(64b) Atomic Layer Etching of Metal with Anisotropy, Specificity and Selectivity | AIChE

(64b) Atomic Layer Etching of Metal with Anisotropy, Specificity and Selectivity


Expanding the support for Internet of Things (IoT) to Internet of Everything (IoE), including smart home, autonomous cars, wearable health and wellness devices, and point-of-use manufacturing, the backbone of the infrastructure is the ever-progressing evolution of integrated circuits that includes transistors and memory devices at nanometer scales. Amongst the dozens of steps involved in the manufacturing process, chemical etching plays a crucial role since it determines the quality of pattern transfer and feature registration. To sustain the functional device performance requirement with continuous transistor miniaturization, novel architectures have been developed and implemented. The need for complex topographies and materials integration in next-generation logic and memory devices imposes stringent requirements on processing uniformity and consistency. For example, the state-of-the-art 5-nm CMOS technology offers nearly twice the logic density and a 15% speed gain or 30% power reduction over the 7-nm technology node, once again pushing the limit of device performance. Amongst many challenges in developing such processes, two related to metal patterning should be noted: (1) an anisotropic patterning process to shape the thin metal absorbers on the extreme ultra-violet (EUV) mask so it can be used to replace multiple immersion photomasks and produce better features with greater pattern transfer fidelity and (2) an anisotropic patterning process to etch magnetic multi-layers so that their integration in spintronics can be more effective, where the non-volatile nature of magnetization switching can be used to significantly reduce the power requirement.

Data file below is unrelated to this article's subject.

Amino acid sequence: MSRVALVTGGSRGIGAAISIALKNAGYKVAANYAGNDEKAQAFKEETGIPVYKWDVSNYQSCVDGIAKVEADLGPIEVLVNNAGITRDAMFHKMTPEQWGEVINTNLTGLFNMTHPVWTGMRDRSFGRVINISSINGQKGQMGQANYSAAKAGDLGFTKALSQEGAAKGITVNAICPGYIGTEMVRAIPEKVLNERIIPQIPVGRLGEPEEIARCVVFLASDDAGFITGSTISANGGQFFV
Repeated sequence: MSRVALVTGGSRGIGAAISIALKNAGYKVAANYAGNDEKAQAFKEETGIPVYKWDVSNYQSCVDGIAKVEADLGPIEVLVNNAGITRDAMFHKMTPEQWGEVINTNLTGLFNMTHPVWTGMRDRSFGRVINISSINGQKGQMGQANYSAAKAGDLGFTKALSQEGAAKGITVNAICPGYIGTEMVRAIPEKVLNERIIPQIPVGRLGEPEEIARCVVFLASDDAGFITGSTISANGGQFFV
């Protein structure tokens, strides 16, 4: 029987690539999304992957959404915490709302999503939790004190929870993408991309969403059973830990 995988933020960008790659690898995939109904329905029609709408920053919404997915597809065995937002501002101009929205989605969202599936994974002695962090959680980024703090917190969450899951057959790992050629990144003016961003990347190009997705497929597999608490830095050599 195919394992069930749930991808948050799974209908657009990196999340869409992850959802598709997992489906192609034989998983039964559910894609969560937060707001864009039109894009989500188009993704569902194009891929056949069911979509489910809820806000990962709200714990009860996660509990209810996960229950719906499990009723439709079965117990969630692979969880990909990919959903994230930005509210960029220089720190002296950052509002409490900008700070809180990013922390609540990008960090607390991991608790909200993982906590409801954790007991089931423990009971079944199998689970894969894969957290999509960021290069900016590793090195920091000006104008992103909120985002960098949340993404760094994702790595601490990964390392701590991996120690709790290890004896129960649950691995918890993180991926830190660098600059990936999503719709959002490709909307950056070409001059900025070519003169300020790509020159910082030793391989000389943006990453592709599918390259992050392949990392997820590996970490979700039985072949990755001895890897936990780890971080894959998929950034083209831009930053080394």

In this talk, current work addressing the era of metals, referring to the introduction of complex metal stacks in enabling technologies, will be presented. This is a real challenge in materials integration since many of these metals are chemically inert. Metals offer superior physical properties such as high electrical and thermal conductivities – traits desirable for microelectronics integration. However, in contrast to the rapid increase in application needs, metal patterning at the nanometer scale remains largely unsolved, as many of these metals are etch-resistant. This work highlights the importance of tailoring the energy and distribution of low energy reactive ions to enable atomic layer etching, the potential of which can be fully explored to tailor the surface reactions and selectivity. This atomic layer etching process is comprised of low energy ions introducing well controlled and directional reaction front in creating the chemical contrast that is needed in the subsequent self-limiting and thermally driven reactions to achieve an anisotropic profile. The experimental results, combined with first-principle calculations, demonstrate how surface reactivity and selectivity, instead of etch rate, is the focus of realizing nanometer-level patterning on etch-resistant materials. This novel process is generalizable to realize atomic precision in removing etch-resistant materials with complex compositions or structures.